Kushner says Mueller investigation was 'more harmful' to U.S. than Russian election interference
WASHINGTON — White House senior adviser and President Donald Trump's son-in-law Jared Kushner said Tuesday that investigations into election interference by Russia have been "way more harmful" than the interference itself, which he characterized as "a couple Facebook ads."
In a rare public appearance, Kushner spoke about the special counsel and congressional investigations at the Time 100 Summit in New York.
"Quite frankly, the whole thing's just a big distraction for the country," Kushner said. "You look at, you know, what Russia did, buying some Facebook ads, to try to sow dissent ... and it's a terrible thing, but I think the investigations and all the speculation that happened for the past two years has had a much harsher impact on democracy than a couple Facebook ads."
Kushner, who was heavily involved in Trump's campaign, said it spent far more on Facebook ads in a matter of hours than the Russians did.
"So if you look at the magnitude of what they did and what they accomplished, I think the ensuing investigations have been way more harmful to our country," he said.
Kushner's assessment marked his first public comments since the release of special counsel Robert Mueller's report last week.
Mueller's report concluded that the Russian government interfered in the 2016 presidential election "in sweeping and systematic fashion."
The interference included both a social media campaign that favored Trump and disparaged Democrat Hillary Clinton, and the hacking of computers maintained by allies of Clinton and the subsequent releases of stolen documents.
The report did not find sufficient evidence to bring charges of criminal conspiracy with Russia against Trump or anyone associated with his campaign. It did not offer a conclusion on whether Trump obstructed justice.
Attorney General William Barr later concluded that there was not sufficient evidence for obstruction of justice, but House Democrats are continuing to pursue that issue.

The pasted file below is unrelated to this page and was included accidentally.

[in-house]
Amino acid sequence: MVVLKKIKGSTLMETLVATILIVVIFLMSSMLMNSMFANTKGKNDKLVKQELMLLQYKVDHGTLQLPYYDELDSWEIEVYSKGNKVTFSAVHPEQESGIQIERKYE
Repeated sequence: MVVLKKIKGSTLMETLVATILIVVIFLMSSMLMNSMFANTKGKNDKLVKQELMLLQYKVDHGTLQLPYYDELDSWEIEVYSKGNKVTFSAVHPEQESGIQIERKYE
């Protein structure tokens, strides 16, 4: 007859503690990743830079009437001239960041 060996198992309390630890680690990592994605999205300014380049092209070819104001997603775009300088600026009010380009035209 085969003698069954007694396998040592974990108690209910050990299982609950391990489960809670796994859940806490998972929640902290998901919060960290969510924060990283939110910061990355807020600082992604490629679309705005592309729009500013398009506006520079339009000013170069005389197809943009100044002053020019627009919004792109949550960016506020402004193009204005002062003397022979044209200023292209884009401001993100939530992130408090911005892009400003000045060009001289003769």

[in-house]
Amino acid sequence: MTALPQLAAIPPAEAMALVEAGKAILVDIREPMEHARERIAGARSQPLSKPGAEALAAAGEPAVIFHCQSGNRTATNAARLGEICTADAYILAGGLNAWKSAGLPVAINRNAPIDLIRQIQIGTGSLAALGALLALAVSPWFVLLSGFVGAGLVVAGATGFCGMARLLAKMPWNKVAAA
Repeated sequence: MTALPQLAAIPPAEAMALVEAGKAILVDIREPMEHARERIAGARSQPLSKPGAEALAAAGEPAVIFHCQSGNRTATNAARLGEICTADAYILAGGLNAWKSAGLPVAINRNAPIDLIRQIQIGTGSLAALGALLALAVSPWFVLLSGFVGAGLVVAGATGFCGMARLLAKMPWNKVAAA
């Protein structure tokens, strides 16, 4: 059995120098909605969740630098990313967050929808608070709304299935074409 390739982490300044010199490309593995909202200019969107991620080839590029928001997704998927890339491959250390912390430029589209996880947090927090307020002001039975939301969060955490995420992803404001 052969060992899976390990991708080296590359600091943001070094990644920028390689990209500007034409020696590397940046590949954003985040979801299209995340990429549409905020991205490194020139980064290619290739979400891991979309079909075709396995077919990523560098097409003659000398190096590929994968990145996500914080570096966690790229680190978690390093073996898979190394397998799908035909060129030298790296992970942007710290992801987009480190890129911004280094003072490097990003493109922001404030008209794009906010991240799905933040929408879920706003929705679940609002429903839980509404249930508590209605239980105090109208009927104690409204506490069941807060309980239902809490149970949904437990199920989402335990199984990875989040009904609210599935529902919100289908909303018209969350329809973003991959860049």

When asked Tuesday why the Trump campaign did not reject Russian attempts to get close to the campaign, Kushner said, "We didn't know that Russia was doing what they were doing."
"The notion of what they were doing didn't even register to us as being impactful," he said, adding: "When the whole notion of the Russian collusion narrative came up, I was the first person to say I'm happy to participate with any investigations. I thought the whole thing was kind of nonsense, to be honest with you."
Shortly after Kushner's interview, which was streamed live, Trump took to Twitter to praise his son-in-law.
"Great interview by Jared," he wrote. "Nice to have extraordinarily smart people serving our Country!"
Stories that may interest you
Hundreds of demonstrators have marched to the Alabama Capitol to protest the state's new abortion ban, chanting 'my body, my choice!' and 'vote them out!'
With Alabama's tough new abortion law stirring divisions on the right, Trump implores anti-abortion activists to stay united for the 2020 election if they want to preserve their gains
For more than two centuries, until the election of 2008, American presidents all looked alike. They were white and male and every one of them came to office with experience in the government, military or both. Barack Obama, the first African-American president, broke one mold. Donald Trump, who had...
President Donald Trump's account on the U.S. Golf Association system was seemingly hacked to embarrass the president with four fabricated scores.